Water in a tank has to be crystal clean. As for its parameters, the range of pH values is quite wide and there is low level of dissolved calcium and magnesium salts in it.
Tank water filtration system is of crucial significance in this case. It should consist at least of two filters that work in tandem or, if the capacity allows, duplicate each other in case if one turns off or breaks down. Another important equipment is tank lighting, aeration and heating systems. At that you should hide the heating elements to avoid their accidental damage by the fish.
Tank maintenance is limited to weekly water renew (15–20% from the total tank volume). The fresh water has to have the same pH, dGH and temperature as well as regular bottom substrate cleaning and removing organic waste should be performed.
Optimal tank water parameters are the following: 6.5–7.0 pH, water hardness of up to 10 dGH and a temperature 72–77 °F (22–25 °C).
The fish eats all types of dry, frozen, live and plant food. It will eagerly feed on cucumber, spinach, lettuce and other vegetables and fruit. However, this barb can also eat its smaller tankmates.
Feed the fish 2-3 times a day with amount of food that it can eat in 5 minutes. It is important not to overfeed your pets, since it is a gluttonous fish and it doesn’t have sense of fullness, which may cause digestion problems.
If you (just like me) regularly feed your fish with artificial food, then the links will be very helpful for you – HIKARI Micro Pellets, API Fish Food Pellets, Fluval Bug Bites, Zoo Med Spirulina. I know what it’s like when you pet fish die because of low quality food or get ill due to infection ingress into the tank with live food. I myself give some of this food to my pets and as for the rest I’ve heard and read lots of good reviews. Yet, all of the food is of high quality and it is the best one for this fish kind as well as it keeps the tank water clean.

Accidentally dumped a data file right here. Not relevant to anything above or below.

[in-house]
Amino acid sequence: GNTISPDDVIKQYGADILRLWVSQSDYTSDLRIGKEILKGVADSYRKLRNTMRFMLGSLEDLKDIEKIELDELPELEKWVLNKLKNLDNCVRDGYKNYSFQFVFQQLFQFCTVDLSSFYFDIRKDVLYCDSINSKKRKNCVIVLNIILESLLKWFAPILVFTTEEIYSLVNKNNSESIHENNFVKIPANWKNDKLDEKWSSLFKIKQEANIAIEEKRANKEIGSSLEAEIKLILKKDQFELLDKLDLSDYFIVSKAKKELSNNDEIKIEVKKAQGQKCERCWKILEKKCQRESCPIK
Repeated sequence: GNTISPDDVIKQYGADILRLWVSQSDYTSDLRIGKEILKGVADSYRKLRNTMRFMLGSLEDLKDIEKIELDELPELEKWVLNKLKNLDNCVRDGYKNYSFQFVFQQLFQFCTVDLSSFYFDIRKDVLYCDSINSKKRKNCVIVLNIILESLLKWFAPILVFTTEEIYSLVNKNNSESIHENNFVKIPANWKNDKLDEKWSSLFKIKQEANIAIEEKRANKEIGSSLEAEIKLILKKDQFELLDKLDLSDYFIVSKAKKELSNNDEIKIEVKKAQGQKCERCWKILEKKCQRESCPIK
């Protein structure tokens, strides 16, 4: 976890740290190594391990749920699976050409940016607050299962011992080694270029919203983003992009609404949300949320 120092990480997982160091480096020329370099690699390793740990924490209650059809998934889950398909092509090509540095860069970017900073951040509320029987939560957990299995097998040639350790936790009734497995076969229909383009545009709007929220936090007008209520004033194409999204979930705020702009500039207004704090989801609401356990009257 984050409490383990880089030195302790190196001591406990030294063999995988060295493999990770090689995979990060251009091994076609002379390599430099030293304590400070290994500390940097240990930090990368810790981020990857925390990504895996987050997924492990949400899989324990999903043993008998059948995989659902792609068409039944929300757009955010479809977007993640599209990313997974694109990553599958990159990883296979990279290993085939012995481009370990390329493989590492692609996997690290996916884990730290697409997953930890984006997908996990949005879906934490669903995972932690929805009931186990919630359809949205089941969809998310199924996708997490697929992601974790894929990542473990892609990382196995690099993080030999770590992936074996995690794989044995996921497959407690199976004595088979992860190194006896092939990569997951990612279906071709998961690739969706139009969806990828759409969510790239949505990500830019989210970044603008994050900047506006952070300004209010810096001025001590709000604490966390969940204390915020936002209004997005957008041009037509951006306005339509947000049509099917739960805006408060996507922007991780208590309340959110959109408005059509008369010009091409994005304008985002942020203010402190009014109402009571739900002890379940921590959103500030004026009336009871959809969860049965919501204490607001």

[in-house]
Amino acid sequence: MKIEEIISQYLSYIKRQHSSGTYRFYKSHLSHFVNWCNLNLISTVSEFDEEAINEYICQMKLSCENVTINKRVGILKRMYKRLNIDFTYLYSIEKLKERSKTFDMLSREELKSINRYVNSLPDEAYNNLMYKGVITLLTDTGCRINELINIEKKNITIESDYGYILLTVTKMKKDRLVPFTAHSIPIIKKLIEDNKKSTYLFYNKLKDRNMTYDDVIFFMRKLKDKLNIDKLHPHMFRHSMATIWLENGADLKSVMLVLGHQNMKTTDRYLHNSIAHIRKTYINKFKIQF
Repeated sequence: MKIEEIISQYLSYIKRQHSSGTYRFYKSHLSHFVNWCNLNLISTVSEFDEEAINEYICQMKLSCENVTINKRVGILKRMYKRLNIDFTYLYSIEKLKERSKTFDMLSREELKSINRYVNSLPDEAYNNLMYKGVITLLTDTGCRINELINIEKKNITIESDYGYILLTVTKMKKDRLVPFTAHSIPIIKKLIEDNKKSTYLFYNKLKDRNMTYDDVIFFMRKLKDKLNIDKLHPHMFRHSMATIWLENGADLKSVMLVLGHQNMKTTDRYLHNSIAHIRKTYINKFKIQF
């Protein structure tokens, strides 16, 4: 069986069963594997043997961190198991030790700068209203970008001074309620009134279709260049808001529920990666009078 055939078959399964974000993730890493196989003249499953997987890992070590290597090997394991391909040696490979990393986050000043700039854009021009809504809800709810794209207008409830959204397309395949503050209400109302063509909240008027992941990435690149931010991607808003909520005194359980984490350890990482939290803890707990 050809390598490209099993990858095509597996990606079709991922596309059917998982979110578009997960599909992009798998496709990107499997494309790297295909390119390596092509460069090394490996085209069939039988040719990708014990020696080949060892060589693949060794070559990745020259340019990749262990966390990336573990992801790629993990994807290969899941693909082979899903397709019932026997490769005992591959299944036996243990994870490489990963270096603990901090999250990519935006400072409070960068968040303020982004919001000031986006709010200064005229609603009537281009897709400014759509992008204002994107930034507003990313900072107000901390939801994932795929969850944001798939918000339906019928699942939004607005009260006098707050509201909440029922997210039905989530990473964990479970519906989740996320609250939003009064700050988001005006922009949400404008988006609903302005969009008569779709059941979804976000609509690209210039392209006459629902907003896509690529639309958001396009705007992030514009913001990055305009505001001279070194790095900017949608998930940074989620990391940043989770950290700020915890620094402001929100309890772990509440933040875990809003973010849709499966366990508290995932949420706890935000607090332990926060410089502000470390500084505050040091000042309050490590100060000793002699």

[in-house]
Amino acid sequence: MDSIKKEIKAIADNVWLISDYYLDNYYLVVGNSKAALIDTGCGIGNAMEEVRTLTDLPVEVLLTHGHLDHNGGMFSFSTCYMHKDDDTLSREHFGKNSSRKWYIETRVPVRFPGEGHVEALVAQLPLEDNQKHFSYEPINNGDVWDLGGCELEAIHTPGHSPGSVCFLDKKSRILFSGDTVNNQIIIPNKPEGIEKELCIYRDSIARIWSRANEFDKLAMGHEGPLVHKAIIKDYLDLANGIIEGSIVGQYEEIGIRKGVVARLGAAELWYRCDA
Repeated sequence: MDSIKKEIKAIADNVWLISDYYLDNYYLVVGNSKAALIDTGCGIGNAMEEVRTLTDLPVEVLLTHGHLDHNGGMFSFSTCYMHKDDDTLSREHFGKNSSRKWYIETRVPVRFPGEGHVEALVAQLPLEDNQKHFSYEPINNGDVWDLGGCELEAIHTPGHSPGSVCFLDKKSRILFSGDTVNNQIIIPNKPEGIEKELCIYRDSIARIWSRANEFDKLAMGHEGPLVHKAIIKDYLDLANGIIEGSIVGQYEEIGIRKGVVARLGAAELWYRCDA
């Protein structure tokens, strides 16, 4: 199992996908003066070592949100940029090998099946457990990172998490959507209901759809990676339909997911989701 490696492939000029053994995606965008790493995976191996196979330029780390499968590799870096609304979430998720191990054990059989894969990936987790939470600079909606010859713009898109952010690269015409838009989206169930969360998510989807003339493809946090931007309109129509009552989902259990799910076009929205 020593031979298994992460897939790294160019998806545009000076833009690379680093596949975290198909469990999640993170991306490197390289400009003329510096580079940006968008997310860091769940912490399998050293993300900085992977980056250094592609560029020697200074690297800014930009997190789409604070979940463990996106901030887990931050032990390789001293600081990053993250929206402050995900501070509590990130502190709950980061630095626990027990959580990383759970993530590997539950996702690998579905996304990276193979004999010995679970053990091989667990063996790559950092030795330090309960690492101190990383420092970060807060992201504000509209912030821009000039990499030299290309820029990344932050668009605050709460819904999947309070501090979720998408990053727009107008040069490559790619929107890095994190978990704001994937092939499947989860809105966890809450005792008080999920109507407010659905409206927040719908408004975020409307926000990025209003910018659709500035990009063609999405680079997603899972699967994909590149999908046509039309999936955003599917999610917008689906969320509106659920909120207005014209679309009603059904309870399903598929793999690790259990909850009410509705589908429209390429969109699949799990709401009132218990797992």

In general this fish species isn’t aggressive, but at that it treats all smaller sized tankmates as food. You shouldn’t keep it with slow fishes (like goldfish) since tinfoil barb activeness can make goldfish stressed.
In the wild tinfoil barb swims in large schools. Therefore you should keep a school of at least 5 species in a tank.
If the fish doesn’t have a company of its kind it quite often starts to demonstrate aggression or vice versa timidity.
There are almost no differences between the fish males and females appearance. Only during their spawning period you may recognize the female fish due to its rounded abdomen with eggs.
Tinfoil barb mating season starts when environmental conditions change due to the beginning of rain season and further migration of the fish to flooded areas of tropical forests.
This kind of behavior is source of problems when breeding tinfoil barb in a home aquarium, since it requires huge storage capacities with water that has variable parameters.
The fish you see on sale as a rule were either caught in the wild or bred in special fish hatcheries by means of hormone injections.
Paul Townsend is a founder and author of Meethepet.com. He’s been fond of aquarium husbandry since his early childhood.
His favorite aquariums are biotopes (Amazon River), Echinodorus and Angelfish. However, through the years he’s had experience of keeping almost all types of freshwater fish and shrimps.
Last update on 2019-10-22 at 01:16 / Affiliate links / Images from Amazon Product Advertising API